TTIP & Trade in Action – April 13, 2016

Secretary of State John Kerry concluded a global trip in Los Angeles this week and spoke at the Pacific Council on International Trade to defend international free trade deals, criticizing the current presidential candidates for playing up on “fear and anger.”

– In Focus – 

US Trade Representative Michael Froman and Deputy USTR Michael Punke traveled to London to conduct between-the-rounds TTIP negotiations with European Commissioner for Trade Cecilia Malmström on April 10 and 11, ahead of the next round of official negotiations starting on April 25. (United States Trade Representative)

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Graphic of the Week

TTIP Negotiations in New York
Photo Source: @EU_TTIP_team
It’s official: The 13th TTIP Negotiation Round is happening in New York, USA, from April 25-29. Interested in getting feedback and giving input to TTIP negotiators in New York? Sign up for the Stakeholder Forum! There will also be a press conference on Friday 29 April to discuss outcomes from the negotiations. More info here.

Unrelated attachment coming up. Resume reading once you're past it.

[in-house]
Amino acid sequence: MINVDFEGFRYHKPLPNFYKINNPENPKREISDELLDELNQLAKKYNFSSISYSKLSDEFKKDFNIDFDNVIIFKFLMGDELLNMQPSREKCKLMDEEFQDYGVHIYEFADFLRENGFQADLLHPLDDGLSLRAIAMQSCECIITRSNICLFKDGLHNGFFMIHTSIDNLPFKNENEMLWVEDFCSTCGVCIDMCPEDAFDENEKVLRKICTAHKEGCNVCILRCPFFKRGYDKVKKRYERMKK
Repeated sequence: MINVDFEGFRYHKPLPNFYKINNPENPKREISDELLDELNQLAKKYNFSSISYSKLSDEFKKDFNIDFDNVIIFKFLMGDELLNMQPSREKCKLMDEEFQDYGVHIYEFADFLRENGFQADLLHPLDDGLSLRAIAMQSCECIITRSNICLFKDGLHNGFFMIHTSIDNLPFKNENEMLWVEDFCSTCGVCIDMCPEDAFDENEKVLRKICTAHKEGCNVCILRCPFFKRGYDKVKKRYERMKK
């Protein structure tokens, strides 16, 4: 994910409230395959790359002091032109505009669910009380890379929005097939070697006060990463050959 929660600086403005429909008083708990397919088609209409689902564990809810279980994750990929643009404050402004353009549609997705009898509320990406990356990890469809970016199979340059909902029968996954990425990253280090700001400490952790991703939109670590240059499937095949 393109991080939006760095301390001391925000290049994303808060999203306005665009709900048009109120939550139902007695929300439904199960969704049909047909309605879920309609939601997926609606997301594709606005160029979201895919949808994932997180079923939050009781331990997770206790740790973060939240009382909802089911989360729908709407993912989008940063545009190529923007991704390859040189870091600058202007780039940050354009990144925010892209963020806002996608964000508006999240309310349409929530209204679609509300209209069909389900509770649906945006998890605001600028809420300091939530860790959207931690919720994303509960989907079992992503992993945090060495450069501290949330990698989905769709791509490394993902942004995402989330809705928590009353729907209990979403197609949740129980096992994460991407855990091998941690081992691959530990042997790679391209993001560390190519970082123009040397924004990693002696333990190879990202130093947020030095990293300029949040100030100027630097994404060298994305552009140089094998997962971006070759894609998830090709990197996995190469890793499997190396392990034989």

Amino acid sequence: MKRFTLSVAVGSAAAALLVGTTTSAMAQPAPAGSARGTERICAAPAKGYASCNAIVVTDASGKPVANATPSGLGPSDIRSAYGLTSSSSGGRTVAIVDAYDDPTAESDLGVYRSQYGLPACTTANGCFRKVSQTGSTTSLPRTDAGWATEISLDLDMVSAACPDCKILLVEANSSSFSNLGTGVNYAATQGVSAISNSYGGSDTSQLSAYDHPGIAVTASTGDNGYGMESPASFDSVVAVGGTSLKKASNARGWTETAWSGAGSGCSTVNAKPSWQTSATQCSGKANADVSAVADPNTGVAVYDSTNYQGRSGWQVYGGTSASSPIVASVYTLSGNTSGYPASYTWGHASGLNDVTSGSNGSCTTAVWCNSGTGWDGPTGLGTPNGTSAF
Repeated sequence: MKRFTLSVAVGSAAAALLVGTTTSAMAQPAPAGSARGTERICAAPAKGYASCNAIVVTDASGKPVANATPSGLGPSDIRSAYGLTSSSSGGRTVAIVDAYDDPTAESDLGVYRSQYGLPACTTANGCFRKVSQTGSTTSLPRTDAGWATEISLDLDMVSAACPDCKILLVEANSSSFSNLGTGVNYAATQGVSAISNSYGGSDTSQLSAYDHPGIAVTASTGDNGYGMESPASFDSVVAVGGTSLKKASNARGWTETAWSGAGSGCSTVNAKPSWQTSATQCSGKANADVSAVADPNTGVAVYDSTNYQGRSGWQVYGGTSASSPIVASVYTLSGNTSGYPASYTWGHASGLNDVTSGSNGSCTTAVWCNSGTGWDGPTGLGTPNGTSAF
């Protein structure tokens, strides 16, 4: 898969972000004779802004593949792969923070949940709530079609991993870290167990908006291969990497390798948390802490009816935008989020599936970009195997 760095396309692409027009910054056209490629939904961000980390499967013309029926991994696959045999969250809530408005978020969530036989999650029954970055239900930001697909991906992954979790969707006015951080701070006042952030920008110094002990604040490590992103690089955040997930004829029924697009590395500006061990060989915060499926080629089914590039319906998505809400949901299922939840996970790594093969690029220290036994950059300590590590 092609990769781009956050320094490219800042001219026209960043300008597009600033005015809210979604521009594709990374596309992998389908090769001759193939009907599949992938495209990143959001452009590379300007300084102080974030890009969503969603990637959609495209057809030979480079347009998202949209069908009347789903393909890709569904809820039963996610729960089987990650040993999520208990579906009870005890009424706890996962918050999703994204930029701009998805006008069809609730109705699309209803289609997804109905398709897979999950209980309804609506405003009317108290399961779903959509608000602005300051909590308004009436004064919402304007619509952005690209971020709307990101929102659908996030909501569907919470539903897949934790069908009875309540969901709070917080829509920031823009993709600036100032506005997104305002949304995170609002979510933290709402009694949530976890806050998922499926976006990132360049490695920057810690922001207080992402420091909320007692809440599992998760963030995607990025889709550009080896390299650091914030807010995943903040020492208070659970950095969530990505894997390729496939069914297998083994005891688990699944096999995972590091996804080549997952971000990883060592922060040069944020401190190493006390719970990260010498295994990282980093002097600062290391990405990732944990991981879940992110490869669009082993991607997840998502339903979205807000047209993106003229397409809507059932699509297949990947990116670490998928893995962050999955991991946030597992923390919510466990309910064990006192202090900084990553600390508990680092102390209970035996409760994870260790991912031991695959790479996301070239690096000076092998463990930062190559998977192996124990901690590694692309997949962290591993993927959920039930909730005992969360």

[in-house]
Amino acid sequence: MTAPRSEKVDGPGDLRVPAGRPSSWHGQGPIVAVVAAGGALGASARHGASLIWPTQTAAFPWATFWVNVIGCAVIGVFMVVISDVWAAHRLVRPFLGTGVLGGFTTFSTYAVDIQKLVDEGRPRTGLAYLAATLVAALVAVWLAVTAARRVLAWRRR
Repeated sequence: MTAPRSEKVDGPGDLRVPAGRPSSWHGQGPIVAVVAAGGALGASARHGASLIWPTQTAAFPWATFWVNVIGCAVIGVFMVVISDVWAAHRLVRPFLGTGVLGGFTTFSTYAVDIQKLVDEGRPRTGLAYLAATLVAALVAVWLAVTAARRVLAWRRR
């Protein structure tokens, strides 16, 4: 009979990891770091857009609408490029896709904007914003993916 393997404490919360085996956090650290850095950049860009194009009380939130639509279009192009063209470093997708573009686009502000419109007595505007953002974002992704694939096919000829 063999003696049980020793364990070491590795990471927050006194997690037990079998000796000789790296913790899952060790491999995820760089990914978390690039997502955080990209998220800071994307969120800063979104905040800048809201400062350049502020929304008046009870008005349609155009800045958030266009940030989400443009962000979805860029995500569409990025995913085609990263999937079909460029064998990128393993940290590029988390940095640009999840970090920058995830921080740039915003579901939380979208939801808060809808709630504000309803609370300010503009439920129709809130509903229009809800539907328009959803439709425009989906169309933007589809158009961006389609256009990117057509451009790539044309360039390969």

Simultaneously, President Obama will be in Hannover, Germany, attending the world’s largest industrial trade fair. (The White House)

Speeches & Announcements

Remarks At the Pacific Council on International Policy

“As times change, our relationship has to adapt to new challenges and to new opportunities. TTIP will do this by implementing commonsense reforms to remove tariffs, eliminate red tape for goods that crosses borders, and promote services enabled by the internet – all the while upholding consumer, environmental, and labor protections consistent with our shared values.” – Secretary of State John Kerry

In a speech at the Pacific Council on International Policy earlier this week, Secretary of State John Kerry talked about the geo- strategic importance of TTIP and the TPP for the United States, insisting that “foreign policy is economic policy and economic policy is foreign policy.”  Secretary Kerry will travel to Europe in the upcoming days to make the case for TTIP, emphasizing that nothing in TTIP lowers standards or voids regulations. (US Department of State)


Joint Press Release: How to Remedy Slowed Global Growth

“Trade remains an important driver of global growth, development and employment. Trade policy cooperation and coordination thus remain essential… Many of these [issues] are best addressed through multilateral trade policy in order to create new growth and development opportunities on a global scale.”